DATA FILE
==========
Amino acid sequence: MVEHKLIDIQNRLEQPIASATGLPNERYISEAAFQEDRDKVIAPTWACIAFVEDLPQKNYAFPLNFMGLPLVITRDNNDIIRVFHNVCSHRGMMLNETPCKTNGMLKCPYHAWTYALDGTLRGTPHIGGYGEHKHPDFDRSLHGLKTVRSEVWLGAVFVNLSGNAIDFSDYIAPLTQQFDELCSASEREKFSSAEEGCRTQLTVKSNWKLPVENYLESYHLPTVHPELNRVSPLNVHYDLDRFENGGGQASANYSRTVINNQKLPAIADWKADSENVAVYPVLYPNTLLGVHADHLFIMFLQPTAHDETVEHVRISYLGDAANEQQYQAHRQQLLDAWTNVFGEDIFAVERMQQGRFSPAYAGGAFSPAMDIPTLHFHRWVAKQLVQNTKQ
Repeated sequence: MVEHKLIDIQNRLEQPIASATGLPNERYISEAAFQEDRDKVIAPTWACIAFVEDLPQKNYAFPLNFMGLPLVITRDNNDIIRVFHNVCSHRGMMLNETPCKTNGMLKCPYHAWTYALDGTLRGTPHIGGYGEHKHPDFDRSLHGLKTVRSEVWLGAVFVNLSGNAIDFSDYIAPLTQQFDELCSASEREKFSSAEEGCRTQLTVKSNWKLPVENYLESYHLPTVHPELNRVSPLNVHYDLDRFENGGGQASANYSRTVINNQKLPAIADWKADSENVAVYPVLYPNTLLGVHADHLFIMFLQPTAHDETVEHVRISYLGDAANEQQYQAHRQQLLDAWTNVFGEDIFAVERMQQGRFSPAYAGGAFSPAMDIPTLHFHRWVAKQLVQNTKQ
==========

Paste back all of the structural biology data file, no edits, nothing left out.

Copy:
Amino acid sequence: MVEHKLIDIQNRLEQPIASATGLPNERYISEAAFQEDRDKVIAPTWACIAFVEDLPQKNYAFPLNFMGLPLVITRDNNDIIRVFHNVCSHRGMMLNETPCKTNGMLKCPYHAWTYALDGTLRGTPHIGGYGEHKHPDFDRSLHGLKTVRSEVWLGAVFVNLSGNAIDFSDYIAPLTQQFDELCSASEREKFSSAEEGCRTQLTVKSNWKLPVENYLESYHLPTVHPELNRVSPLNVHYDLDRFENGGGQASANYSRTVINNQKLPAIADWKADSENVAVYPVLYPNTLLGVHADHLFIMFLQPTAHDETVEHVRISYLGDAANEQQYQAHRQQLLDAWTNVFGEDIFAVERMQQGRFSPAYAGGAFSPAMDIPTLHFHRWVAKQLVQNTKQ
Repeated sequence: MVEHKLIDIQNRLEQPIASATGLPNERYISEAAFQEDRDKVIAPTWACIAFVEDLPQKNYAFPLNFMGLPLVITRDNNDIIRVFHNVCSHRGMMLNETPCKTNGMLKCPYHAWTYALDGTLRGTPHIGGYGEHKHPDFDRSLHGLKTVRSEVWLGAVFVNLSGNAIDFSDYIAPLTQQFDELCSASEREKFSSAEEGCRTQLTVKSNWKLPVENYLESYHLPTVHPELNRVSPLNVHYDLDRFENGGGQASANYSRTVINNQKLPAIADWKADSENVAVYPVLYPNTLLGVHADHLFIMFLQPTAHDETVEHVRISYLGDAANEQQYQAHRQQLLDAWTNVFGEDIFAVERMQQGRFSPAYAGGAFSPAMDIPTLHFHRWVAKQLVQNTKQ